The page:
It is a common misconception that osteoporosis only affects white women. But, according to the Surgeon General’s Report on Bone Health and Osteoporosis, in the United States, the prevalence of osteoporosis in Hispanic women is similar to that in white women. Fortunately, osteoporosis is preventable and treatable. As a Hispanic woman, it is important that you understand your risk for osteoporosis, the steps you can take to protect your bones, and, if you have the disease, the options for treating it.
- What Is Osteoporosis?
- What Are the Risk Factors for Osteoporosis?
- Are There Any Special Issues for Hispanic Women Regarding Bone Health?
- How Can Osteoporosis Be Prevented?
- What Treatments Are Available?
- For Your Information
Osteoporosis is a condition in which the bones become less dense and more likely to fracture. If not prevented or if left untreated, bone loss can progress painlessly until a bone breaks, typically in the hip, spine, or wrist. A hip fracture can limit mobility and lead to a loss of independence, and vertebral fractures can result in a loss of height, stooped posture, and chronic pain.
Several risk factors increase your chances of developing osteoporosis, including:
- a thin, small-boned frame
- previous fracture or family history of osteoporotic fracture
- estrogen deficiency resulting from early menopause (before age 45), either naturally, from surgical removal of the ovaries, or as a result of prolonged amenorrhea (abnormal absence of menstruation) in younger women
- advanced age
- a diet low in calcium
- white and Asian ancestry (African American and Hispanic women are at lower but significant risk)
- cigarette smoking
- excessive use of alcohol
- prolonged use of certain medications, such as those used to treat lupus, asthma, thyroid deficiencies, and seizures.
Several studies indicate a number of facts that highlight the risk that Hispanic women face with regard to developing osteoporosis:
- Hispanics are more prone to lactose intolerance than are other groups.
- Studies have shown that Hispanic women consume less calcium than the Recommended Dietary Allowance in all age groups.
- Hispanic women are more likely than white women to develop diabetes, which may increase their risk for osteoporosis.
Osteoporosis prevention begins in childhood. Building strong bones, especially before the age of 20, can be the best defense against developing bone loss. A healthy lifestyle can be critically important for keeping bones strong. The recommendations listed below should be followed throughout life to help lower your risk of osteoporosis.
- Eat a well-balanced diet rich in calcium and vitamin D.
- Exercise regularly, with an emphasis on weight-bearing activities such as walking, jogging, dancing, and weight training.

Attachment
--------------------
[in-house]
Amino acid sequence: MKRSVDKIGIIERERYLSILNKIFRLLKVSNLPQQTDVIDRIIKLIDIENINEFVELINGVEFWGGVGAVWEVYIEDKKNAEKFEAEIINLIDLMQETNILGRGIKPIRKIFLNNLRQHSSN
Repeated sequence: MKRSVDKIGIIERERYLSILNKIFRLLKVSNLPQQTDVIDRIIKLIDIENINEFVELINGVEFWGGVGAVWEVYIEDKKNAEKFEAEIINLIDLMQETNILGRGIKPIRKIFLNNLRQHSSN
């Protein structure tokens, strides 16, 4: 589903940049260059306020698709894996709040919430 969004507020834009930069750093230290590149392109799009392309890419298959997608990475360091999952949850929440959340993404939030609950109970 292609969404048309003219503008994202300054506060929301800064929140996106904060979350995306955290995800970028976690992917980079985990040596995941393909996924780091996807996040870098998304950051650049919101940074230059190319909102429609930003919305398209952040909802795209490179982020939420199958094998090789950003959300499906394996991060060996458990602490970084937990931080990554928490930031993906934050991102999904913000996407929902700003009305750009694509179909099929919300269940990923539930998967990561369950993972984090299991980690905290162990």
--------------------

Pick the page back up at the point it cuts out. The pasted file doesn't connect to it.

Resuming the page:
- Don’t smoke, and, if you drink alcohol, do so in moderation.
Talk to your doctor if you have a family history of osteoporosis or other factors that may put you at increased risk for the disease. Your doctor may suggest that you have your bone density measured through a safe and painless test that can determine your risk for fractures (broken bones), and measure your response to osteoporosis treatment. The most widely recognized bone mineral density (BMD) test is called a dual-energy x-ray absorptiometry, or DXA test. The BMD test is painless—a bit like having an x-ray, but with much less exposure to radiation. It can measure bone density at your hip and spine.
Although there is no cure for osteoporosis, several medications are available for the prevention and/or treatment of osteoporosis, including: bisphosphonates; estrogen agonists/antagonists (also called selective estrogen receptor modulators or SERMS); calcitonin; parathyroid hormone; estrogen therapy; hormone therapy; and a recently approved RANK ligand (RANKL) inhibitor.
For more information in English and Spanish on osteoporosis, including nutrition, exercise, treatment, and fall prevention for the elderly, visit:
NIH Osteoporosis and Related Bone Diseases ~ National Resource Center
Toll free: 800-624-BONE (2663)
For more information on minority health, visit:
Office of Minority Health Resource Center
For Your Information
This publication contains information about medications used to treat the health condition discussed here. When this publication was developed, we included the most up-to-date (accurate) information available. Occasionally, new information on medication is released.
For updates and for any questions about any medications you are taking, please contact
U.S. Food and Drug Administration
Toll Free: 888–INFO–FDA (888–463–6332)
For additional information on specific medications, visit Drugs@FDA at www.accessdata.fda.gov/scripts/cder/drugsatfda. Drugs@FDA is a searchable catalog of FDA-approved drug products.
NIH Pub. No. 15-7924